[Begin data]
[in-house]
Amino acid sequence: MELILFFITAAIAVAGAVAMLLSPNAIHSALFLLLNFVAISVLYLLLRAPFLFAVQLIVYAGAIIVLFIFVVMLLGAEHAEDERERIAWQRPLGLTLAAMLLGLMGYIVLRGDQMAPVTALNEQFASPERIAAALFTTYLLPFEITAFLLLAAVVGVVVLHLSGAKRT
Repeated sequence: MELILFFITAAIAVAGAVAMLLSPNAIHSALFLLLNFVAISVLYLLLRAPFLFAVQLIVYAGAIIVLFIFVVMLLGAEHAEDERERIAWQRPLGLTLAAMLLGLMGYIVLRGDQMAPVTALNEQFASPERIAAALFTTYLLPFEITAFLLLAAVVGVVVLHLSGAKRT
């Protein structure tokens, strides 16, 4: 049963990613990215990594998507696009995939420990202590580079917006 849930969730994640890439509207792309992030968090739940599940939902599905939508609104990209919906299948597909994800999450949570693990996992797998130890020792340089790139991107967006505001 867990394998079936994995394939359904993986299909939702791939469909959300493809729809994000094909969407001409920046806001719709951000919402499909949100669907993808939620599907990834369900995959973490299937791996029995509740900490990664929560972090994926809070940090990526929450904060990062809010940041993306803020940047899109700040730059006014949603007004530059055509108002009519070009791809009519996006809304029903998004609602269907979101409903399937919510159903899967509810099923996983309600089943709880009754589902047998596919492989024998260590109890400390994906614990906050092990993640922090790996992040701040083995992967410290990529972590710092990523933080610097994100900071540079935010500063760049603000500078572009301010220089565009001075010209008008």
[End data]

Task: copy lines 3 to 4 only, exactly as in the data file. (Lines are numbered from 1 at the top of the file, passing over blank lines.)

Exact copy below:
Repeated sequence: MELILFFITAAIAVAGAVAMLLSPNAIHSALFLLLNFVAISVLYLLLRAPFLFAVQLIVYAGAIIVLFIFVVMLLGAEHAEDERERIAWQRPLGLTLAAMLLGLMGYIVLRGDQMAPVTALNEQFASPERIAAALFTTYLLPFEITAFLLLAAVVGVVVLHLSGAKRT
């Protein structure tokens, strides 16, 4: 049963990613990215990594998507696009995939420990202590580079917006 849930969730994640890439509207792309992030968090739940599940939902599905939508609104990209919906299948597909994800999450949570693990996992797998130890020792340089790139991107967006505001 867990394998079936994995394939359904993986299909939702791939469909959300493809729809994000094909969407001409920046806001719709951000919402499909949100669907993808939620599907990834369900995959973490299937791996029995509740900490990664929560972090994926809070940090990526929450904060990062809010940041993306803020940047899109700040730059006014949603007004530059055509108002009519070009791809009519996006809304029903998004609602269907979101409903399937919510159903899967509810099923996983309600089943709880009754589902047998596919492989024998260590109890400390994906614990906050092990993640922090790996992040701040083995992967410290990529972590710092990523933080610097994100900071540079935010500063760049603000500078572009301010220089565009001075010209008008």